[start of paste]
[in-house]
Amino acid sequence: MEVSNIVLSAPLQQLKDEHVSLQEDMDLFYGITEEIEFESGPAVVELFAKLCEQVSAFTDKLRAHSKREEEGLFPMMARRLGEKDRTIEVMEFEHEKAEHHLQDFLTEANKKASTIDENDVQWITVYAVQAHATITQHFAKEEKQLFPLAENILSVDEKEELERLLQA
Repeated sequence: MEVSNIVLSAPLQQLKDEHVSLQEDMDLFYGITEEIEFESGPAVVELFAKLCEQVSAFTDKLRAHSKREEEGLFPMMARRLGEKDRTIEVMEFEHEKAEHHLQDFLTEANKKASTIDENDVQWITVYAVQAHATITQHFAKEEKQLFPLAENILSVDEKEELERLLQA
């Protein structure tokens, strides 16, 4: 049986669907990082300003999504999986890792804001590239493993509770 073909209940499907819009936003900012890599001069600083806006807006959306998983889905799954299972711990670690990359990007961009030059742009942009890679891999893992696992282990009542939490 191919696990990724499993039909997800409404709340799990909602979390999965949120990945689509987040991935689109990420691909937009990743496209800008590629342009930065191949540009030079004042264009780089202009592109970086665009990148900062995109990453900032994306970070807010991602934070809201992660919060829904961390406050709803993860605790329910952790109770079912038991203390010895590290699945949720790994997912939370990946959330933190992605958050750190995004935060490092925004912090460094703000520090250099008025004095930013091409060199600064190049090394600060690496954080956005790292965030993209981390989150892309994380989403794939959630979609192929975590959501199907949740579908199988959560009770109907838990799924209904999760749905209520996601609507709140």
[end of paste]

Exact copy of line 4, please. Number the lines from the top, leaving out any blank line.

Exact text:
């Protein structure tokens, strides 16, 4: 049986669907990082300003999504999986890792804001590239493993509770 073909209940499907819009936003900012890599001069600083806006807006959306998983889905799954299972711990670690990359990007961009030059742009942009890679891999893992696992282990009542939490 191919696990990724499993039909997800409404709340799990909602979390999965949120990945689509987040991935689109990420691909937009990743496209800008590629342009930065191949540009030079004042264009780089202009592109970086665009990148900062995109990453900032994306970070807010991602934070809201992660919060829904961390406050709803993860605790329910952790109770079912038991203390010895590290699945949720790994997912939370990946959330933190992605958050750190995004935060490092925004912090460094703000520090250099008025004095930013091409060199600064190049090394600060690496954080956005790292965030993209981390989150892309994380989403794939959630979609192929975590959501199907949740579908199988959560009770109907838990799924209904999760749905209520996601609507709140």